A writer (she achieved her MLitt with merit in creative writing from the University of Glasgow, Scotland), as well as a fine art painter, this local artist has the need to create just flowing through her veins. Read a little Q and A with E. A. Zokaites, and then definitely check out her website!
Describe to us what type of work you do, and what your preferred mediums are:
I painted oils almost always, occasionally it’ll be with acrylics. I do mostly nature art. I love clouds, so I do a lot of skies….a lot of landscapes. But I’m kind of branching, and do a lot of animal stuff, because it’s super popular. I was thinking about starting to do some trees and stuff like that, but it’s mostly landscape and skies.
How long have you been doing your specific medium?
So, professionally, I’ve been an artist for about a year, but I’ve been painting since I was 9 off and on. I’ve always loved clouds. I have a binder full of [cloud] photos that I took probably when I was 11. Whenever I see clouds, I’m like, “Oh, I should paint that.” Just living out in the country when I was little made me love the sky, and the landscape.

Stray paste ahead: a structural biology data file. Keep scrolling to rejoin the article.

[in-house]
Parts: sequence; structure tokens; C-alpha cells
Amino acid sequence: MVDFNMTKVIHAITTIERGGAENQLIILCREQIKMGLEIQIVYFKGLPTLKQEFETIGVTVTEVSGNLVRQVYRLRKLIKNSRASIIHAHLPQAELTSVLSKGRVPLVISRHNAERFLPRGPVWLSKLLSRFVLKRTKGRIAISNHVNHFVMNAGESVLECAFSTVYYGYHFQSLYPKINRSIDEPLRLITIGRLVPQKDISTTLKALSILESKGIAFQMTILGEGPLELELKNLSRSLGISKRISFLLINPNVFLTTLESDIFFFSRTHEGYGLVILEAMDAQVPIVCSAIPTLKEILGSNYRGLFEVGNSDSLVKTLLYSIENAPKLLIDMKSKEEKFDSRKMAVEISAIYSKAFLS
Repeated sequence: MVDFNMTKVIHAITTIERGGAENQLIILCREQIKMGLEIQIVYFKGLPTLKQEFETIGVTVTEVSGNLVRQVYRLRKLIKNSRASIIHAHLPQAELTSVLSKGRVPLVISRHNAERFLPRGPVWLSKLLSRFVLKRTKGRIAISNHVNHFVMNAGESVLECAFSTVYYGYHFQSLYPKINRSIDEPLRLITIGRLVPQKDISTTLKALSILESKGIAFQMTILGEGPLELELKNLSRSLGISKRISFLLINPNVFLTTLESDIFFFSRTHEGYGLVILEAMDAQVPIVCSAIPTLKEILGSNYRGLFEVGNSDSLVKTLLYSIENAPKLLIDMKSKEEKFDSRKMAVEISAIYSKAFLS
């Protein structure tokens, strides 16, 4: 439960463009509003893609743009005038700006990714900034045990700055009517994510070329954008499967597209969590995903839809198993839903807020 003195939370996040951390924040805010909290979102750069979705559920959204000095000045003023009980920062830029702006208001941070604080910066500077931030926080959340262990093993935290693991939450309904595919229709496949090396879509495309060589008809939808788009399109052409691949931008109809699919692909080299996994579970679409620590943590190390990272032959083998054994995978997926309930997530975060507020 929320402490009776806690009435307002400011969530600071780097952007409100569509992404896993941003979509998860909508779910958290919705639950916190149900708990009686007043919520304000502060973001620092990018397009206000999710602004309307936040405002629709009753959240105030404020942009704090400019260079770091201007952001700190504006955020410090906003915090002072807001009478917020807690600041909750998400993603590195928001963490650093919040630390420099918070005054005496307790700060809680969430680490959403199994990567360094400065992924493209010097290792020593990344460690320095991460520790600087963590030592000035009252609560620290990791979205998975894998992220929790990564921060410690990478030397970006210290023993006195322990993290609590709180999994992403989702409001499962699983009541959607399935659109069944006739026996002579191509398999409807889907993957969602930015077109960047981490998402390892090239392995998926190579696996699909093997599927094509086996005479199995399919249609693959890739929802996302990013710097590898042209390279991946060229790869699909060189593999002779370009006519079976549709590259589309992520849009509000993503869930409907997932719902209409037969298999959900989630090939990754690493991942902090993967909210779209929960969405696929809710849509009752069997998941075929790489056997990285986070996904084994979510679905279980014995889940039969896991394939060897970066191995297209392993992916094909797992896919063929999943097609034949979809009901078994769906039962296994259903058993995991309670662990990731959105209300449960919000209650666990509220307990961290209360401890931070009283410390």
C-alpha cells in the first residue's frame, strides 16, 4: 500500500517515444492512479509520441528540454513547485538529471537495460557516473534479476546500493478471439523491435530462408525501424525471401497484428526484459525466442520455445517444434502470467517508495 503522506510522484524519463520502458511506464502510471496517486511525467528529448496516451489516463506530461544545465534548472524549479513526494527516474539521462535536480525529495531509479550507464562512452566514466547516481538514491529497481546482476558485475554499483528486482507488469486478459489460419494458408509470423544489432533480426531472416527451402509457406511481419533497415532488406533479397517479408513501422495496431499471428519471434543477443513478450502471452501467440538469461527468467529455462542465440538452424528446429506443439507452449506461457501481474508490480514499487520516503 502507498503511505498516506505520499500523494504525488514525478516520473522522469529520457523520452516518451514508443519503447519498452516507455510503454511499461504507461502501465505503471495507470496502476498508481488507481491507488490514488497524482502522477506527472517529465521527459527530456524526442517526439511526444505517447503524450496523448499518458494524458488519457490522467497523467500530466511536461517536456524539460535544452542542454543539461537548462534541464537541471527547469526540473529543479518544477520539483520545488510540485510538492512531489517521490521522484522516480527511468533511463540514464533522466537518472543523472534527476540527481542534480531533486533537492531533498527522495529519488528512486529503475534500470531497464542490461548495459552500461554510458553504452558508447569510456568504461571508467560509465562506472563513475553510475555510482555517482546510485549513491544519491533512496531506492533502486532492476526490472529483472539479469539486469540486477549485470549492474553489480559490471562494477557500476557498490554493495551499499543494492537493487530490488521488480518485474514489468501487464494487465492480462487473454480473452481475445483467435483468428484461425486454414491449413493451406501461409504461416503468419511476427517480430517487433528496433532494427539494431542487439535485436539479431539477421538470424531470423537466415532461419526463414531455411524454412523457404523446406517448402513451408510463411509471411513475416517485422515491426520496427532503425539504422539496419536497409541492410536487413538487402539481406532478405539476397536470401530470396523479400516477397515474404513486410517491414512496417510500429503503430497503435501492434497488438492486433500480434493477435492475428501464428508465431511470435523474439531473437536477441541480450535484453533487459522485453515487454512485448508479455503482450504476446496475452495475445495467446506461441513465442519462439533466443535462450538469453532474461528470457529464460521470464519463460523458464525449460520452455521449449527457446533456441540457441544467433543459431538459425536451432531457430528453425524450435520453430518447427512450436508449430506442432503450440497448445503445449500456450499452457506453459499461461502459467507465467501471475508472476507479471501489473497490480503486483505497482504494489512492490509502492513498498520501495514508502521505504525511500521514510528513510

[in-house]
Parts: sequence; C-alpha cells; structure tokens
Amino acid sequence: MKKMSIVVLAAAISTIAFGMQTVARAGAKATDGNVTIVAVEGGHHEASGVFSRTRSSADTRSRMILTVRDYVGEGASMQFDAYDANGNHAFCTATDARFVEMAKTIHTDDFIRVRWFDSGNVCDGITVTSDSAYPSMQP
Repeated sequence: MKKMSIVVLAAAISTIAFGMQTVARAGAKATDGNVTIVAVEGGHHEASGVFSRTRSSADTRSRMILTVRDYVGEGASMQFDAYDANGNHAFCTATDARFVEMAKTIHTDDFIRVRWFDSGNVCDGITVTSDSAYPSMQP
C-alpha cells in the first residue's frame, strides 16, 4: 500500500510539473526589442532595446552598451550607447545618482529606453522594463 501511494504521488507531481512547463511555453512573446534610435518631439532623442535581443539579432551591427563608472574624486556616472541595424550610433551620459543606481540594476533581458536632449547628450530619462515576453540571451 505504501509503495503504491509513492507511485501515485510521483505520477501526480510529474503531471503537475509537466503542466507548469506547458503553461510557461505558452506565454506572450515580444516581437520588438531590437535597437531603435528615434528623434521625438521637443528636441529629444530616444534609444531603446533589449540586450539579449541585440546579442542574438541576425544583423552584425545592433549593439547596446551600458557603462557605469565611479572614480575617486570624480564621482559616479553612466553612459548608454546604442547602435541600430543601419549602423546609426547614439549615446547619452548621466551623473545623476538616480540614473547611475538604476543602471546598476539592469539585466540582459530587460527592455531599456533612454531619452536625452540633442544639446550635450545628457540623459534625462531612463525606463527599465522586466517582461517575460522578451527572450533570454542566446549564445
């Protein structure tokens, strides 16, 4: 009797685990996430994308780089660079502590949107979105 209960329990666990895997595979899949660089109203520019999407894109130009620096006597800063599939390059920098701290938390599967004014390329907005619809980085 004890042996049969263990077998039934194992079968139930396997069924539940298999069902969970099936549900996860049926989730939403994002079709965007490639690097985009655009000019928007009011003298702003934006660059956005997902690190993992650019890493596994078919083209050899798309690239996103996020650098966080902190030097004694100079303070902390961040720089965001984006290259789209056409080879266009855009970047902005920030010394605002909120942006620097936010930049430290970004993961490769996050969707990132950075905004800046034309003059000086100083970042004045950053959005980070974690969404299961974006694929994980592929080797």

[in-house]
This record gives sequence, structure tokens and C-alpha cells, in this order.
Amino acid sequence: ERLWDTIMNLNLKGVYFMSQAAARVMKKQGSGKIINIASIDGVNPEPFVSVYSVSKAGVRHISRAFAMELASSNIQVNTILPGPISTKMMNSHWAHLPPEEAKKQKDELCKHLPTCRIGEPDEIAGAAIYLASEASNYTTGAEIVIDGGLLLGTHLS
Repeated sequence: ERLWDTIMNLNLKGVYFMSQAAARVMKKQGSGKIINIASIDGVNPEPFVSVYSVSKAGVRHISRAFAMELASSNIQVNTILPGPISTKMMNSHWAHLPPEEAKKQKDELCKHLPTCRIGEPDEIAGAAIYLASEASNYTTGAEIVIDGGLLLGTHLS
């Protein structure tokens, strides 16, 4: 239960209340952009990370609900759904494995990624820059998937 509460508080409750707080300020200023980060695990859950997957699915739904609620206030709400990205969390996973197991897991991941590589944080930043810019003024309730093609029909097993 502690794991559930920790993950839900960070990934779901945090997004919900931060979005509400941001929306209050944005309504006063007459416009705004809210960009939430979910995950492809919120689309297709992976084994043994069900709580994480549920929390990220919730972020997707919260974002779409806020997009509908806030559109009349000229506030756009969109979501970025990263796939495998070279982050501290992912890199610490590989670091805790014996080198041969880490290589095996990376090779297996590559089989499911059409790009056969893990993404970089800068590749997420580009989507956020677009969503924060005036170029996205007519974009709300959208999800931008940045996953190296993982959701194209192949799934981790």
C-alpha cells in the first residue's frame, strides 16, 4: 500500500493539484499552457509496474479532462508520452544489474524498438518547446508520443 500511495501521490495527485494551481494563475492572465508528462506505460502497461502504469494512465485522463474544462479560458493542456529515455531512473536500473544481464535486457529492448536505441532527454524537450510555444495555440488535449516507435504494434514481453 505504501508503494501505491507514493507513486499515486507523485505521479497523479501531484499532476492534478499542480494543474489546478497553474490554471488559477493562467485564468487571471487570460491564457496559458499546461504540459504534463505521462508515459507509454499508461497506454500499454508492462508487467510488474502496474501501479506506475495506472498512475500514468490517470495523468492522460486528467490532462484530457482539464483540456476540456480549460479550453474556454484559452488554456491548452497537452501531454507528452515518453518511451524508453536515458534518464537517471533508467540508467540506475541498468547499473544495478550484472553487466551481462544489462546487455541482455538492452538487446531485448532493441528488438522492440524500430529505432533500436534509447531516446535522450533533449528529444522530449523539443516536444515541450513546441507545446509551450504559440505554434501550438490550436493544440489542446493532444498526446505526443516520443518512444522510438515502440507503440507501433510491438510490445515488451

How has your work evolved over time?
My work hasn’t evolved as much as I expected, because the themes that I liked have remained the same. I like to try out different styles a little bit. Sometimes it’s a little more impressionist, and a little more realistic, but overall I think it’s been pretty steady.
Were there any factors that led you to where you are today?
My dream was to paint, and then in high school I decided I wanted to write novels. So, my education is mostly in writing and English and literature, and all that. After I graduated, I was tired of writing so much that I went kind of back to painting again, and it’s been full circle. I still want to write, but for right now, it’s mostly the painting I’m doing.
So, is your career mostly your writing or is it painting, as well?
Mostly what I make money from right now is painting. I’m not doing very much writing, but I want to get back to it.
What usually inspires you to create your work?
Sometimes when I’m out driving I have to pull over and take pictures. So, there’s a lot of pictures on my phone of stuff I can paint. Sometimes it’s pictures that other people have given me. But like I said, I mostly work from photos. So, I’ll just snatch a quick picture, and then maybe take parts of it and construct a painting from that.
How long does it typically take you to complete a project?
If we’re talking actual time spent on the painting, I have some tiny ones that are magnets, and those take maybe an hour. But, the bigger it gets, the more time it takes. So, I have some that took like 5 hours, and some that took more like 10. Some of the ones that are in progress are probably going to end up being about 20. But, part of that’s me learning new techniques, too.
So how long did that wolf one take you?